Shared Access Use & Requirements


#1

@franz - I remember the conversations we had last year as you guys were developing a process of allowing landscaper access. This was implemented last year and I used it several times. I’ve trained my irrigation maintenance company how to use it.

They are coming out in the next couple of days to take care of a leak I have in one of my zones. I went to set this up and could not find it. I did find in FAQ that the feature was removed last month in lieu of a new approach. I have to say, I’m not quite fond of the new approach and hope I can convince you to take a second look.

My irrigation company is quite large. The person who comes out for maintenance is not always the same. I don’t think i’ll be very successful in requiring that their staff have the app for my IRO installed on each of their devices. As a matter of fact, even requiring that they have a cell phone is a ‘no go’ as they employer does not provide them (of course, everyone has one). As such, they are personal devices.

I’m also not crazy about not having to set this up in advance, with a time restriction on the use of the account.

Please reconsider the process and requirements. Using a browser is the best method when asking a services company to access a ‘proprietary’ system. Forcing them to install an app will not fly.

Thanks,
David Steinman


#2

Hi @SteinyD,
As you said, we’ve removed ‘Landscaper Access’. We’re moving all of our apps over to using ‘Shared Access’, though it not yet available for the web (we’re hoping to release it shortly after 2.0). Landscaper Access solved a lot of problems, but Shared Access provides a much better framework for us to iterate on and provide more functionality and control.

Apologies for the issues that removing Landscaper Access has created for you… I know that Shared Access doesn’t fit the needs of the situation you described, but if you get a chance to work with it we’d love your feedback…

Thanks,
Dan


#3

Thanks @Dan.

Just to reiterate this functionality will be in the webapp soon (logging in with shared access privileges) so landscapers, etc. will not ever have to download the native app.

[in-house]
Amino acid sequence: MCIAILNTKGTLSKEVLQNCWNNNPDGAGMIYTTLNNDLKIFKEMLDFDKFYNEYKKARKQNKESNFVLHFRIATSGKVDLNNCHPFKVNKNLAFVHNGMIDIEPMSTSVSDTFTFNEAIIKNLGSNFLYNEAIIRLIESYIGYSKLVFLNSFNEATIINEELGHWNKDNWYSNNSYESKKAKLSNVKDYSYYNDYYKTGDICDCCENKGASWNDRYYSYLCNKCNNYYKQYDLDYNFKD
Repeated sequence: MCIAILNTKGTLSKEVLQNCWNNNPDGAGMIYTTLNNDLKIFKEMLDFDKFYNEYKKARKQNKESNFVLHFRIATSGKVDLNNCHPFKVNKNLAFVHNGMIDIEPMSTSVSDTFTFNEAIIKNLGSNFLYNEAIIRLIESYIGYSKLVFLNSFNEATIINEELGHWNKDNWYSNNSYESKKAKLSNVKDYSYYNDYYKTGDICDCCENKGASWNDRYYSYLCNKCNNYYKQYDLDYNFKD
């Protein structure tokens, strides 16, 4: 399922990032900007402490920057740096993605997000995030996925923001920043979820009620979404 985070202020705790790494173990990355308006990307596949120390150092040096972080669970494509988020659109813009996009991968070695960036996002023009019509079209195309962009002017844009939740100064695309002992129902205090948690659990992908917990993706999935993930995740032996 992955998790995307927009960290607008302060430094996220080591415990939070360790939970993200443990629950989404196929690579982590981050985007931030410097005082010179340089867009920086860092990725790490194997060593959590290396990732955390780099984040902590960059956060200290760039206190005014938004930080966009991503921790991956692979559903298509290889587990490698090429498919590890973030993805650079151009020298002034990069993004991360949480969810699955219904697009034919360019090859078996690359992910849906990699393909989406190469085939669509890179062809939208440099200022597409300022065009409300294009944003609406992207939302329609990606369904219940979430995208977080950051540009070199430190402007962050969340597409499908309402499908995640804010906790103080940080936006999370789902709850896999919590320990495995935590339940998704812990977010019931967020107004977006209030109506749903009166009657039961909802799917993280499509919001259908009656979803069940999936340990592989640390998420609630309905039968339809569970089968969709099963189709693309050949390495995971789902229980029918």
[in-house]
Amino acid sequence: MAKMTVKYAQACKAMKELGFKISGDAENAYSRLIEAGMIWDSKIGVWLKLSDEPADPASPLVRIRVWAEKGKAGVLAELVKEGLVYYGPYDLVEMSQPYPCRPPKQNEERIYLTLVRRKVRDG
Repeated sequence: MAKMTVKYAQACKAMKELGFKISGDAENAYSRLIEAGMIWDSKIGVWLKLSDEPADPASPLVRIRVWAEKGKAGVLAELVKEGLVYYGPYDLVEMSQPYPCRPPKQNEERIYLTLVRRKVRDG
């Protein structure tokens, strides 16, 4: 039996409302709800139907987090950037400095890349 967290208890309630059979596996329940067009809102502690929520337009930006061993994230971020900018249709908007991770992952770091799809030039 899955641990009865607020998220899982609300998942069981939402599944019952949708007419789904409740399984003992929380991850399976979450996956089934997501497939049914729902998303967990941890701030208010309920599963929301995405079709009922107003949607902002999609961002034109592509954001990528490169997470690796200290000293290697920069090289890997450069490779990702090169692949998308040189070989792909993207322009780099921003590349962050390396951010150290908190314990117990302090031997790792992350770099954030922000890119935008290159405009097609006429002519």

:beers:


#4

@Dan

I’m happy to have a look at it with the intent of providing you feedback. However, that will not resolve the use case I provided which I have to imagine will be true of other maintenance companies.

If the shared access you are working on will be web enabled soon, then please restore what you had in place until that is ready. Essentially, you provided a feature and removed it before the intended replacement is ready. A bit premature. At this point, i now need to be home to allow maintenance to occur.

BTW, with the shared access I hope we are able to provide granular control to those sharing. In other words, I only expect my irrigation maintenance company to be able to turn zones on and off. I do not want them managing my plan in any other way.


#5

@franz @Dan - one other comment as I re-read the shared access information in the IRO app. It suggests the person I’m sharing the system with should ‘register’. Is that to register to access MY system and the registration remains with me? Is their registration used for any marketing or any other corporate purpose? Will the answer be stated in a policy that will be shared with the person ‘registration’ for shared access? Again, They are providing maintenance to ME. The information should only between the maintenance provider and ME.

The shared access that you are developing, should not allow the person who I am sharing the system with to have full access. I should be able to select what type of access I want them to have. Since I manage my own property and only use the maintenance company for break / fix, I only want them to have access to turn zones on and off, similar to what they had before. I should also be able to specify a date and time range that they can have access I have granted. This granular approach should be part of release 1.


#6

I just sent an invitation to a different email address I have. It seems that after the recipient receives the invitation and they have downloaded the app, they will register the app with their email address and the name of the IRO?

What happens if the person I shared access with also has an IRO or supports other customers with IROs? How do they switch between the systems they have shared access to?

How do I test this with my own IRO app, using the shared email address i just sent an invite to?


#7

@SteinyD If you give shared access to someone who already has an account, they just login and the device magically appears. If they don’t have an account, as soon as they register for an account using the email you provided, the device will already be attached to their account.

I’m working with @Dan on getting shared access into the webapp soon. We need to think in regards to limited access and how that would work on the web.

Shared access is great since it is one tap and you can remove all access from the device.


#9

I just logged out of my account and logged in with the access i granted to myself via a different email address. It appears I cannot re-use a username. It does require full user information to be provided and, it grants full access to the shared account.

I can’t live with this feature set as it is. I don’t think it is appropriate to ask a 3rd party to provide details as to who they are when I’ve already told them they can have access to my system.

I also do not want them to have full access to my system. I’m not worried about anything being done maliciously. I’m concerned for someone who wants to ‘play’ or changes something by accident. I only want them to have access to what they need to have access to.